My wedding band is inscribed with the words “As a seal upon your heart” in Hebrew. Originally from Kohelet (Ecclesiastes), this verse on my finger serves as a daily reminder in several ways. When Duncan and I were ring shopping, I wanted the “plain gold band” we’d need for the ceremony to also be one that we both felt comfortable wearing every day. Even if it was simply solid gold, I wanted something that was both beautiful and meaningful. My mother shared with me that she and my father had this verse inscribed on the inside of their rings. It didn’t take much convincing to get Duncan on board, and now we each have a constant symbol of our connection to one another as well as the link to my parents and their love too.
The memories we carry are often attached to certain unforgettable details like a song playing at a specific moment or the smells of a certain location. This also happens with clothing and jewelry. Maybe you remember down to the last detail the outfit you were wearing when you brought your first child home from the hospital. Perhaps there’s a piece of jewelry passed down from generation to generation. The tallit you wear on Shabbat and the person it belonged to before you may hold a special place in your heart.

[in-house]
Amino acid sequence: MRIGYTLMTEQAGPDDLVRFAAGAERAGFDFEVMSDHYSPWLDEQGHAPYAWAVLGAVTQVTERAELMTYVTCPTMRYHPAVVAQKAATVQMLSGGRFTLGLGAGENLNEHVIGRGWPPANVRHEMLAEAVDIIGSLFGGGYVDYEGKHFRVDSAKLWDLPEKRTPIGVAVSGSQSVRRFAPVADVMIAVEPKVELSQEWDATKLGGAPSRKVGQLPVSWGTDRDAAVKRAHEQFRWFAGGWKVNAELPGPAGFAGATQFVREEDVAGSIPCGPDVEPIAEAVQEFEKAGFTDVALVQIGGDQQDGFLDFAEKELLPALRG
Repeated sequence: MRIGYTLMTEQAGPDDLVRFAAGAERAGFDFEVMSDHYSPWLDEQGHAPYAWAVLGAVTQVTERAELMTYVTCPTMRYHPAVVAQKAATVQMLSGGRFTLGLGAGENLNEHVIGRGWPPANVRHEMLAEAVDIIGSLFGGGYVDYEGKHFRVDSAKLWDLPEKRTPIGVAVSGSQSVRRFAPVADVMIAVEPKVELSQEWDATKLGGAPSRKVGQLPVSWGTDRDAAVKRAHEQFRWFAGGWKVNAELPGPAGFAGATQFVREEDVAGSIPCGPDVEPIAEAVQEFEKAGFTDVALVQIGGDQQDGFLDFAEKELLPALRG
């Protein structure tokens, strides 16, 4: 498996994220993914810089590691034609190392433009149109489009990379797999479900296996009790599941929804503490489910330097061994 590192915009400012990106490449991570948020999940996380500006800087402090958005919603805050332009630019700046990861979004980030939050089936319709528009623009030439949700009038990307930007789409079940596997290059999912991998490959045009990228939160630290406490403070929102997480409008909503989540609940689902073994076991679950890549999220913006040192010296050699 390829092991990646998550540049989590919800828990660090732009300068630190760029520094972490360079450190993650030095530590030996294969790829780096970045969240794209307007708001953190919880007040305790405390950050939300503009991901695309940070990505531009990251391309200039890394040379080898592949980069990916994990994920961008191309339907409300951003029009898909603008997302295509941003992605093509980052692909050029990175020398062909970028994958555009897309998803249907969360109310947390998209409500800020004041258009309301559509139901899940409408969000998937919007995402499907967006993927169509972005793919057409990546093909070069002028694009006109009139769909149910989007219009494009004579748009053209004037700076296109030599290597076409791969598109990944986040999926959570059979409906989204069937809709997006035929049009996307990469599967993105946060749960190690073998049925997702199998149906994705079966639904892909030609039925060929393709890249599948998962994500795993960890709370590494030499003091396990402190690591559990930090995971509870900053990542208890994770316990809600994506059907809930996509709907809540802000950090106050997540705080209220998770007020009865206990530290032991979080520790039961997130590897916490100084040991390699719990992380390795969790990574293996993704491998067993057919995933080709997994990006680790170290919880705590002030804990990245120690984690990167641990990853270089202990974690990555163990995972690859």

Parshat Tetzaveh, which we read this week, details the specific clothing items that a priest and those close to him are to wear. This is special attire that distinguishes them from others in their service to God. These clothes are meant to add an aura of holiness to the priests as they complete their sacred duties. Since these vestments and garments are to be used for such a unique purpose, God also gives a special instruction regarding who is to make them. After we receive these specifics, we learn about the details of what is on each garment.
Chapter 28, verse 29 teaches: “Aaron shall carry the names of the sons of Israel on the breast piece of decision over his heart, when he enters the sanctuary, for remembrance before the Lord at all times.” That is to say that in all of Aaron’s work, he is to carry the “seal” upon his heart of those who have come before him. The high priest, in his role, is beholden to the names, experiences, and fates of those who came before him. The Ba’al Shem Tov, a Chassidic master, shares “Remembering is the source of redemption, while forgetting leads to exile.” Our identities have been shaped by those who came before us not only in their actions, but in our memories of them.
While we may not have a high priest today, we too are linked to those came before us. Whether the memory is preserved in the use of your great-grandmother’s candlesticks on Shabbat or telling the same jokes each year at Pesach, the sharing of that past is what will ensure a future.
My wedding band reminds me of the strength and love of my parents’ marriage and of the dedication Duncan and I have to each other to maintain our own bond. May we all be blessed first with the sweetness of fond memories and second with the kavanah, the intention, to learn and grow from the lessons they teach.